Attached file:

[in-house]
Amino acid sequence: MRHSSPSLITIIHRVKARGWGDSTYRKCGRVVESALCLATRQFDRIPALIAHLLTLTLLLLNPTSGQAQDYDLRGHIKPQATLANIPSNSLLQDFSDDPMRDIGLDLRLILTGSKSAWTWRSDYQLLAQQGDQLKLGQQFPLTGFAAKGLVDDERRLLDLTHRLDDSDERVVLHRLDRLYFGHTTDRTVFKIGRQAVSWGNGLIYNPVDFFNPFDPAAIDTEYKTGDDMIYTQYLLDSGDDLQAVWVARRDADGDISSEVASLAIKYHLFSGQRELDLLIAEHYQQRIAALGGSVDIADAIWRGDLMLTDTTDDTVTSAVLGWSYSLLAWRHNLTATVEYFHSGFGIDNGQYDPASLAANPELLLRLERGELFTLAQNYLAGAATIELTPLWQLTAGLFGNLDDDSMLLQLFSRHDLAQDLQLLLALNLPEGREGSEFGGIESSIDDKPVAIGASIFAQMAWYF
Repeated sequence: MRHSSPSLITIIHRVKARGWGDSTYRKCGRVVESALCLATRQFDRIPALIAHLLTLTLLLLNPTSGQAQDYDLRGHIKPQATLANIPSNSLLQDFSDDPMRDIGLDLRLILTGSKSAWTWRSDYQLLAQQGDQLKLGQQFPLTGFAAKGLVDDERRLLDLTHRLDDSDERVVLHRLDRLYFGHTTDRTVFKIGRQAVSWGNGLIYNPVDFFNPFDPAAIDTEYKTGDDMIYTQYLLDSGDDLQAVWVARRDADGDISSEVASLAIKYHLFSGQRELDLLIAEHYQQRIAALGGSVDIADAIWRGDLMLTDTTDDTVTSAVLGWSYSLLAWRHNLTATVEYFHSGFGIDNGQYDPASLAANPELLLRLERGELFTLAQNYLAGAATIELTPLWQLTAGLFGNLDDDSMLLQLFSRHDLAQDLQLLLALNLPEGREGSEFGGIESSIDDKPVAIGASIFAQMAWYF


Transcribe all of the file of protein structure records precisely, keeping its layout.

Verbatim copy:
[in-house]
Amino acid sequence: MRHSSPSLITIIHRVKARGWGDSTYRKCGRVVESALCLATRQFDRIPALIAHLLTLTLLLLNPTSGQAQDYDLRGHIKPQATLANIPSNSLLQDFSDDPMRDIGLDLRLILTGSKSAWTWRSDYQLLAQQGDQLKLGQQFPLTGFAAKGLVDDERRLLDLTHRLDDSDERVVLHRLDRLYFGHTTDRTVFKIGRQAVSWGNGLIYNPVDFFNPFDPAAIDTEYKTGDDMIYTQYLLDSGDDLQAVWVARRDADGDISSEVASLAIKYHLFSGQRELDLLIAEHYQQRIAALGGSVDIADAIWRGDLMLTDTTDDTVTSAVLGWSYSLLAWRHNLTATVEYFHSGFGIDNGQYDPASLAANPELLLRLERGELFTLAQNYLAGAATIELTPLWQLTAGLFGNLDDDSMLLQLFSRHDLAQDLQLLLALNLPEGREGSEFGGIESSIDDKPVAIGASIFAQMAWYF
Repeated sequence: MRHSSPSLITIIHRVKARGWGDSTYRKCGRVVESALCLATRQFDRIPALIAHLLTLTLLLLNPTSGQAQDYDLRGHIKPQATLANIPSNSLLQDFSDDPMRDIGLDLRLILTGSKSAWTWRSDYQLLAQQGDQLKLGQQFPLTGFAAKGLVDDERRLLDLTHRLDDSDERVVLHRLDRLYFGHTTDRTVFKIGRQAVSWGNGLIYNPVDFFNPFDPAAIDTEYKTGDDMIYTQYLLDSGDDLQAVWVARRDADGDISSEVASLAIKYHLFSGQRELDLLIAEHYQQRIAALGGSVDIADAIWRGDLMLTDTTDDTVTSAVLGWSYSLLAWRHNLTATVEYFHSGFGIDNGQYDPASLAANPELLLRLERGELFTLAQNYLAGAATIELTPLWQLTAGLFGNLDDDSMLLQLFSRHDLAQDLQLLLALNLPEGREGSEFGGIESSIDDKPVAIGASIFAQMAWYF